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J Am Soc Nephrol. 2000 Jul;11(7):1278-86.

Contribution of angiotensin II to late renal injury after acute ischemia.

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  • 1Department of Medicine, VA Palo Alto Health Care System and Stanford University, CA 94303, USA.

Abstract

Rats recovering from acute renal ischemia exhibit tubule loss and interstitial fibrosis followed by development of proteinuria and glomerular sclerosis. The current study assessed the contribution of angiotensin II (AngII) to these processes. The contribution of AngII to early tubule loss and interstitial fibrosis was assessed in rats studied for 35 d after right nephrectomy and transient occlusion of the left renal artery. One group of rats received no treatment, while a second group received losartan beginning at 2 d following ischemia. Studies at 35 d showed that losartan did not improve GFR (2.04 +/- 0.30 ml/min treated, 2.16 +/- 0.21 ml/min untreated), reduce the fraction of glomeruli that were no longer connected to normal tubule segments (42 +/- 9% treated, 42 +/- 13% untreated), or limit expansion of the interstitial volume fraction (25 +/- 3% treated, 25 +/- 4% untreated). The contribution of AngII to progressive glomerular injury following initial recovery from ischemia was assessed in similarly prepared rats studied for 140 d. One group of rats received no treatment, while a second group received enalapril beginning at 35 d following ischemia. Enalapril markedly reduced proteinuria (78 +/- 17 mg/d treated, 229 +/- 52 mg/d untreated) and the prevalence of segmental glomerular sclerosis (14 +/- 9% treated, 45 +/- 10% untreated). Untreated rats developed sclerotic lesions in glomeruli not connected to normal tubules, as well as in glomeruli connected to normal tubules. Enalapril prevented injury in both classes of glomeruli. These results indicate that AngII does not contribute to interstitial fibrosis during recovery from ischemic injury. Reduction of AngII activity, can, however, prevent secondary glomerular injury in kidneys initially damaged by ischemia.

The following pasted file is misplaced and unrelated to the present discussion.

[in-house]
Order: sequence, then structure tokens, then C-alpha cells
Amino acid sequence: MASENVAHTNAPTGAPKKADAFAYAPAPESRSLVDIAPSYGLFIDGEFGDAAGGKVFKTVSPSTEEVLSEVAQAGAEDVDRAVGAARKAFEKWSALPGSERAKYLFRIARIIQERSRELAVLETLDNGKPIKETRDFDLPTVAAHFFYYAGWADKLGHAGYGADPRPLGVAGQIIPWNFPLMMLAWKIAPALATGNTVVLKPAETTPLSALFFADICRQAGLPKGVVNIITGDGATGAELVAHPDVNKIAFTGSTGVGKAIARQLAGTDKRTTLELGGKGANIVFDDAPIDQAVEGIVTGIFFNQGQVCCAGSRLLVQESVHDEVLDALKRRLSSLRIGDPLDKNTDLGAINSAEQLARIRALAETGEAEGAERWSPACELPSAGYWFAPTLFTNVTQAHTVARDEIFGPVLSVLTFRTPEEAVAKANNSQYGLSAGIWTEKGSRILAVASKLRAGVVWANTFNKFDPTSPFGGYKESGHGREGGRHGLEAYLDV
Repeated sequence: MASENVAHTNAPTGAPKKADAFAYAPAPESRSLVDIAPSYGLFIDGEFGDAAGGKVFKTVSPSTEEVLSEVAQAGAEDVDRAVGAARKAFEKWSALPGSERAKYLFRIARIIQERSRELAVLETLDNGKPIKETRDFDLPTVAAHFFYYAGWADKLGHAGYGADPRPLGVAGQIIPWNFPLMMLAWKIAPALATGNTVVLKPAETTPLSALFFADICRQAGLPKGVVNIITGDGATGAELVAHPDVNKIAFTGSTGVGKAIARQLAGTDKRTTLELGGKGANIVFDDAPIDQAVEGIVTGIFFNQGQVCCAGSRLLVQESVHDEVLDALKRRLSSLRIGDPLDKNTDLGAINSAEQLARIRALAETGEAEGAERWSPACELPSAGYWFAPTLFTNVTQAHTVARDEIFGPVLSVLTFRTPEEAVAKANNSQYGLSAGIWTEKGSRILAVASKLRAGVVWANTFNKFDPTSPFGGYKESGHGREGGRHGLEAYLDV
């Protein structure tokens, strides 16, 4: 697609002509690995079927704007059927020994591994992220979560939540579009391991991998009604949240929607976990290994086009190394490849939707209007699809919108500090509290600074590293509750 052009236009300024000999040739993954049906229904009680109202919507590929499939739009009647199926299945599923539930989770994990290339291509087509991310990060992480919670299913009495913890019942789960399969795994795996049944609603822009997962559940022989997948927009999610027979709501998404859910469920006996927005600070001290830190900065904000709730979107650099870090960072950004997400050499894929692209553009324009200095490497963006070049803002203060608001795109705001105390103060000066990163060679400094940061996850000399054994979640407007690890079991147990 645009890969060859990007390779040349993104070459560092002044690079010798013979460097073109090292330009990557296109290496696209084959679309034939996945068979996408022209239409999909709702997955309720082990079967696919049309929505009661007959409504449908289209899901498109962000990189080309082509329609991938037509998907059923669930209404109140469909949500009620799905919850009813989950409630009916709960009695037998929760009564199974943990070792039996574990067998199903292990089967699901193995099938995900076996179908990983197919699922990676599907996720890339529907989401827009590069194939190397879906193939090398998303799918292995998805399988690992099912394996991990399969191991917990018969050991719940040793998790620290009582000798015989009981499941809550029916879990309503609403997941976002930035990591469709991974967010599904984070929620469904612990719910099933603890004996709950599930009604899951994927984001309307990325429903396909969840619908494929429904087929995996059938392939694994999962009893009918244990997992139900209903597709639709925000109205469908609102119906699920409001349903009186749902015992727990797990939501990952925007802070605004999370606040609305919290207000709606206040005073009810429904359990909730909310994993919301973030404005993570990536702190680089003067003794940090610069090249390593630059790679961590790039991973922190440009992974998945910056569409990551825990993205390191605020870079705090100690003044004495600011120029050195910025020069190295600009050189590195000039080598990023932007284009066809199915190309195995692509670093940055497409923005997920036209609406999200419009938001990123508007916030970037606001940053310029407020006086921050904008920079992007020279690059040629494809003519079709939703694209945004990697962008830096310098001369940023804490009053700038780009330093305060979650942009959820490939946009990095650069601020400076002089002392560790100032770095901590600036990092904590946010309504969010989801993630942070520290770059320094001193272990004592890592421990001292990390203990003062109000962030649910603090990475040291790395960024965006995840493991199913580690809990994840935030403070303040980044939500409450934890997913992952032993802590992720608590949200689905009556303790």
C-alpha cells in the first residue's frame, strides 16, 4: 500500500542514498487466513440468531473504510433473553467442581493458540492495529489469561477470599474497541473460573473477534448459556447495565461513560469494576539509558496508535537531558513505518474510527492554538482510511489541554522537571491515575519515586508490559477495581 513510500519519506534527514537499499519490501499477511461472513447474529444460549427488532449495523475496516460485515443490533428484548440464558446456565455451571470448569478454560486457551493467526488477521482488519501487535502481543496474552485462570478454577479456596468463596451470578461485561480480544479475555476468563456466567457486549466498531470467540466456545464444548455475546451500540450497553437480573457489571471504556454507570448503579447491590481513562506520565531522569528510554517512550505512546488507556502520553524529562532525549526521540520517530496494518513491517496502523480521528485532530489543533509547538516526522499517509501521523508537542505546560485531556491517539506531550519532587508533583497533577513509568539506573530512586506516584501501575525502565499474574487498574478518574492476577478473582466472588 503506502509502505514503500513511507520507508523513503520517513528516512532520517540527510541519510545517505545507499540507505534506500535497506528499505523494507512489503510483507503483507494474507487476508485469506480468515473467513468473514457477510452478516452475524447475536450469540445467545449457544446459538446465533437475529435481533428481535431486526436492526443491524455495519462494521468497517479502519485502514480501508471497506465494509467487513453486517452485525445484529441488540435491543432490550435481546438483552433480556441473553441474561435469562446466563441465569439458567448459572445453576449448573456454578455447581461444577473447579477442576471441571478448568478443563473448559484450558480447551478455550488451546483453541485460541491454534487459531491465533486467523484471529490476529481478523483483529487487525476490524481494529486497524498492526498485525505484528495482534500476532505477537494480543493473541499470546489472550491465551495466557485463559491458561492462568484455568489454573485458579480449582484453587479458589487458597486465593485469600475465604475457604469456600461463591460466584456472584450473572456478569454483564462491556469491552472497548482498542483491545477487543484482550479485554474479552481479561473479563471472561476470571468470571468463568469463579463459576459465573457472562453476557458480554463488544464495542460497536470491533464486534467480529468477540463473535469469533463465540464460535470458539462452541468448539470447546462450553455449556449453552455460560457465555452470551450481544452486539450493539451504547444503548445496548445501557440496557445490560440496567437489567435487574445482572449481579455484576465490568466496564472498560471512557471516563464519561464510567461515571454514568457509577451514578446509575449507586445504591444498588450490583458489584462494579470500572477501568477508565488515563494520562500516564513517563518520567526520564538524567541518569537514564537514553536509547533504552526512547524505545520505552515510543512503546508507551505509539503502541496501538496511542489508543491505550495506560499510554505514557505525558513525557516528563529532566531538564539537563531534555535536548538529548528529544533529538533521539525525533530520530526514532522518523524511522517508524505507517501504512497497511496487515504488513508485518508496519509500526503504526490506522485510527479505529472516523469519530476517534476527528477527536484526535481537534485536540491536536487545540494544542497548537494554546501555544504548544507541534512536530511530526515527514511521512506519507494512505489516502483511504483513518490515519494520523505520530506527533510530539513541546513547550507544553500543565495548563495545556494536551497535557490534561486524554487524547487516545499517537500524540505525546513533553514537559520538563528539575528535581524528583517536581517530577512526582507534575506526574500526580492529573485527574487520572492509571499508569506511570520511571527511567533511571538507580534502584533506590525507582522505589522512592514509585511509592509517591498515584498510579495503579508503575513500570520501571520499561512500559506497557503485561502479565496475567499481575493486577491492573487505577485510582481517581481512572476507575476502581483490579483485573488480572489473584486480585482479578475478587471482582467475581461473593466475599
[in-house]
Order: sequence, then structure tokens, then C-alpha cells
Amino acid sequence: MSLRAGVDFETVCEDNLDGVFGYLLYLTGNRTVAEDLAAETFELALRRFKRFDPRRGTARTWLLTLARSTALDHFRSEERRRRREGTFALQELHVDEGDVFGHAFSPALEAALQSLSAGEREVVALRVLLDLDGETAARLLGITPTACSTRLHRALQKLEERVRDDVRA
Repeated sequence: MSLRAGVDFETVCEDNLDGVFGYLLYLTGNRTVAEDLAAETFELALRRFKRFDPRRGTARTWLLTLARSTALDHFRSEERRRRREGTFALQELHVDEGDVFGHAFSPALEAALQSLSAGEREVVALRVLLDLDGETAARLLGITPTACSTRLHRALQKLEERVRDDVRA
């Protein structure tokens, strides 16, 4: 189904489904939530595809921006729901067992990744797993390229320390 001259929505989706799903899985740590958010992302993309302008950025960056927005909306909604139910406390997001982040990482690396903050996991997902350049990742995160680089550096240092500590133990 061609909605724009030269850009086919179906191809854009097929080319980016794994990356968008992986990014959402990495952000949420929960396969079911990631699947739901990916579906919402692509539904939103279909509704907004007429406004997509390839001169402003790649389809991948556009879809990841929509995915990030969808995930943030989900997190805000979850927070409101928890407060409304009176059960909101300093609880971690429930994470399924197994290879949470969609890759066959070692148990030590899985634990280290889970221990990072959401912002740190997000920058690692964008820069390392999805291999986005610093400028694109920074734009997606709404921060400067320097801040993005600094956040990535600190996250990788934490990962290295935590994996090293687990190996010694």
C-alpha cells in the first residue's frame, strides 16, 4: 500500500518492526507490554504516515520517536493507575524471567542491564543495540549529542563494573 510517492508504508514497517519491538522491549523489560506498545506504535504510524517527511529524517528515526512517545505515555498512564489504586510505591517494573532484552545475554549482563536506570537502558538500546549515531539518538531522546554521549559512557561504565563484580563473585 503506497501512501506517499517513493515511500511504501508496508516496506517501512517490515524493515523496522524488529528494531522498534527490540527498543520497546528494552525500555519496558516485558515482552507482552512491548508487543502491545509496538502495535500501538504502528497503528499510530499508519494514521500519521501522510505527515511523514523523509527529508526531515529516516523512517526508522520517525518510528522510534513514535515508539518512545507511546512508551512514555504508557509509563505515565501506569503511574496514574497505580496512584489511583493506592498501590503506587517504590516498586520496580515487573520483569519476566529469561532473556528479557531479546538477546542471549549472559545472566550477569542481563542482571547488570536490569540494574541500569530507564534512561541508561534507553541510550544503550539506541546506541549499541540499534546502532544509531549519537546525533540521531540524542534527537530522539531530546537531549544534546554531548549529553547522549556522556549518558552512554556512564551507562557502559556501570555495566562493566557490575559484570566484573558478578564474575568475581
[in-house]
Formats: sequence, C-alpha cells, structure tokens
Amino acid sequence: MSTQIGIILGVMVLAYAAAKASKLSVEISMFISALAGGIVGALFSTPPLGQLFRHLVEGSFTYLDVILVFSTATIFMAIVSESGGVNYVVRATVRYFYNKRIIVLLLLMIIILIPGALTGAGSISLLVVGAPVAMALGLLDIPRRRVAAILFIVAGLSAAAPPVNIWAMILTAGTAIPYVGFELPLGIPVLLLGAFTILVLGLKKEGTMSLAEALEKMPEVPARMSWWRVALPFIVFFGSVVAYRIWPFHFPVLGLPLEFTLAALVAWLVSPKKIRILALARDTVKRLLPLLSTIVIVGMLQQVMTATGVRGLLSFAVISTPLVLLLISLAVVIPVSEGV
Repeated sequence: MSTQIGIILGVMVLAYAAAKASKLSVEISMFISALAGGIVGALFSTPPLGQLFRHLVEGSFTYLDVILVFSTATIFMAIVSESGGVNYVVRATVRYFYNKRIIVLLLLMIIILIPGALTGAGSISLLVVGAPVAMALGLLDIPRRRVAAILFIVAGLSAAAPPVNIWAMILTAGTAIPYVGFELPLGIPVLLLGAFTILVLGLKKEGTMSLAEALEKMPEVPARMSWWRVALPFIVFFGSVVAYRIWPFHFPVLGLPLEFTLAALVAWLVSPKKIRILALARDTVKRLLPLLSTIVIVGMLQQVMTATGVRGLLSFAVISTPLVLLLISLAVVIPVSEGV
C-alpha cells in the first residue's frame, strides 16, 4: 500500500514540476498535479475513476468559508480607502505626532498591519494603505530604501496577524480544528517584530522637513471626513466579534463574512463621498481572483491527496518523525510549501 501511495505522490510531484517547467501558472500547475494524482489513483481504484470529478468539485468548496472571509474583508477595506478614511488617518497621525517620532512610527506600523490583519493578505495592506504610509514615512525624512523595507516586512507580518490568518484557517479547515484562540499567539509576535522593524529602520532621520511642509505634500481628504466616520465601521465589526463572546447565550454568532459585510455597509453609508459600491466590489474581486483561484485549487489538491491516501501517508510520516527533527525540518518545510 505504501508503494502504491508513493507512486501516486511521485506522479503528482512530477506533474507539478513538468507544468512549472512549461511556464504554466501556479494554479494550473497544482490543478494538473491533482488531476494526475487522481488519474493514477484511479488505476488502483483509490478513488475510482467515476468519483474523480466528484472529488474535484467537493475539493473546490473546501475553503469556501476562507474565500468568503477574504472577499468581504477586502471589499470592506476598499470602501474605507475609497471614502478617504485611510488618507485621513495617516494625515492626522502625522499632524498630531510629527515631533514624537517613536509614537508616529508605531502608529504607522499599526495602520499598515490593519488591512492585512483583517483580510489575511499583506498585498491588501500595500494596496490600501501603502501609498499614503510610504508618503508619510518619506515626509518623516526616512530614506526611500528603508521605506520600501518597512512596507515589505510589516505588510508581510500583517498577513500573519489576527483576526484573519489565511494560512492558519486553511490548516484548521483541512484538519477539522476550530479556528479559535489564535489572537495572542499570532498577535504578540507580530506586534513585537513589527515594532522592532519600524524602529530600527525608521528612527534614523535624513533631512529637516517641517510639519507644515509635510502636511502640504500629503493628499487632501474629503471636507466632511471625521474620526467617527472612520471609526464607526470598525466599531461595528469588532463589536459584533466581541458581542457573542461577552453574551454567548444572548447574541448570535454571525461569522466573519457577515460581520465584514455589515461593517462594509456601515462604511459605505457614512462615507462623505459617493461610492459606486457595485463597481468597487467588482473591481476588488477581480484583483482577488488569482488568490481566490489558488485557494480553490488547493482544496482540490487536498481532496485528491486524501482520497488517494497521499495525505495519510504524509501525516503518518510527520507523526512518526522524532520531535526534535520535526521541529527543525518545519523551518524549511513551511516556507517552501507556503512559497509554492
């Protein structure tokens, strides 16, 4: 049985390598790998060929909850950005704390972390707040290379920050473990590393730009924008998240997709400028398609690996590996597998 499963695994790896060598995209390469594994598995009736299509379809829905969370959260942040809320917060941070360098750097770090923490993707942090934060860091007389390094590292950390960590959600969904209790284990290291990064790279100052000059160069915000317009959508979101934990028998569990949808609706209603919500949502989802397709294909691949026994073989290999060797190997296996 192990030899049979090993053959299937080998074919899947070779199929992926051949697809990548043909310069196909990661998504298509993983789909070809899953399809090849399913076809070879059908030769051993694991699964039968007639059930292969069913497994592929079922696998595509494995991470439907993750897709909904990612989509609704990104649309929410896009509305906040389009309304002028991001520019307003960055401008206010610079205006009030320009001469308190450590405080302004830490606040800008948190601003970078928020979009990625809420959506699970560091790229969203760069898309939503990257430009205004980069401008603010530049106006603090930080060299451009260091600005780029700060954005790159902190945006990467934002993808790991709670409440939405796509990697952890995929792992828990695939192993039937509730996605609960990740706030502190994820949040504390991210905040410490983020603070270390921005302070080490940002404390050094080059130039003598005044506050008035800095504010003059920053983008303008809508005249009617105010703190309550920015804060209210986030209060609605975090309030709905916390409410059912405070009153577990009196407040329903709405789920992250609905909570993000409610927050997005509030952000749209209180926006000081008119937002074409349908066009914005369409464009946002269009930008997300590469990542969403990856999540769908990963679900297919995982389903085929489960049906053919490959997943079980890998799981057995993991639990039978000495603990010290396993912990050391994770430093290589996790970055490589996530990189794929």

PMID:
10864584
[PubMed - indexed for MEDLINE]
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